Thanks and Praise
Johnny Downer, 1972–2009, remembered with all-day celebration and tribute
By Gabe Meline
On Dec. 4 while vacationing in Isla Mujeres, Mexico, beloved local guitarist Johnny Downer died unexpectedly at age 37 from a heart attack. The outpouring of grief from the local music community has been immense, and the official tribute to Downer's life and talent this Saturday at the Hopmonk Tavern in Sebastopol should prove to be an overflow-capacity reminiscence to a man for whom everybody, it seems, reserved a lot of love.
"He was like a shooting star, or a comet," says Tim Sawyer, who played with Downer for the past nine years in the band Free Peoples. "One of those rare things that touched a lot of folks' lives, and everyone saw it while it was happening, but didn't see it go by so fast." Sawyer says that Downer was changing his strings when he died, and was found with his guitar in his hands.
Free Peoples, winners of the 2008 NORBAY award for Best Country/Americana Band, can't readily be classified as such; reggae, psychedelia, jazz and afro-beat all find a place in the band's famous experimentation. Downer's fearless spirit loomed large over the group's creativity, Sawyer says of his fellow bandmate, in "his willingness to give every song a chance, and to experiment with every little scenario about the song—melodically, rhythmically.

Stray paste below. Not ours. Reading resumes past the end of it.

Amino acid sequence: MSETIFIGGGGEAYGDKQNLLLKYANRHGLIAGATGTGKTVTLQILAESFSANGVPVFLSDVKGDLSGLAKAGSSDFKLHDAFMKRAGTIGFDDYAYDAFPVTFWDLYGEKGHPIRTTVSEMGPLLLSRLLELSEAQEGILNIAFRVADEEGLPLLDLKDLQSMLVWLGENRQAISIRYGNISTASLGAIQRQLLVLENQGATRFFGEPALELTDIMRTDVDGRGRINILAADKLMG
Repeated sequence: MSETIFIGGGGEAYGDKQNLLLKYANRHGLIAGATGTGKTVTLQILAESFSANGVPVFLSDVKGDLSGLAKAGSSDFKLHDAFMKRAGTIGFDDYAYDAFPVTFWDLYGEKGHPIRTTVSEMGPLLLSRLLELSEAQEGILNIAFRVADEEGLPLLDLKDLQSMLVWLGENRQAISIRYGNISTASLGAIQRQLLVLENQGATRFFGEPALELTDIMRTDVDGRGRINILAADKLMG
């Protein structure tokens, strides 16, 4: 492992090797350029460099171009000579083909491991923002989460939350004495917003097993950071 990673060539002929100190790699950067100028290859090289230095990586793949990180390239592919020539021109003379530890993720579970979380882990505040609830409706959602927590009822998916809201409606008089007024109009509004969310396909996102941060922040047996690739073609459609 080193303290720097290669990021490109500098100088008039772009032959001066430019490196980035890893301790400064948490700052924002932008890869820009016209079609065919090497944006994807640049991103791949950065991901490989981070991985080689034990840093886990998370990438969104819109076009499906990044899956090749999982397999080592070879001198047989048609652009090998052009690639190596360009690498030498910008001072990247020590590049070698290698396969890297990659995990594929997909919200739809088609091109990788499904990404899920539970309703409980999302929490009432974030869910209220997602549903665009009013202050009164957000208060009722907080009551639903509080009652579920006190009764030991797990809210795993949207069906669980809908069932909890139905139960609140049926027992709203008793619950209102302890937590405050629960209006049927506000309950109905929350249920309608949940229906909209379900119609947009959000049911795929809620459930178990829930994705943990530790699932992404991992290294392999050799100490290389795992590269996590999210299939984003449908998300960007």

"The thing about Johnny is that, almost to a fault, he accepted everybody for who they were," Sawyer continues. "He would run an open mic one night or he'd be jamming with homeless people under a bridge another night. He'd hang out with the most interesting folks, and Johnny would find something inside of them that was really cool, and bring it to your attention. That's why he touched so many people—because there was no judgment on his part."
Free Peoples will carry on as a band, but filling Downer's shoes for this weekend's celebration is no small feat; it takes five or six different guitarists, it turns out, to effectively recreate Downer's insatiable open-mindedness for variety. Downer's family is traveling up from Southern California to attend, and they should not be surprised in the slightest to witness the immense love for their son in Sonoma County. Sawyer promises, "We're going to try to make it as uplifting as possible—the way Johnny Downer would want it."
Free Peoples, the Jug Dealers, the Tony Brucco Band, Radioactive, Ali Weiss, David T. Carter, David Gans, Jennifer Faust, Chris Bramble and many more pay tribute to Downer on Saturday, Jan. 9, at the Hopmonk Tavern. 230 Petaluma Ave., Sebastopol. 3pm to 2am. $10 suggested donation; all ages. 707.829.7300.
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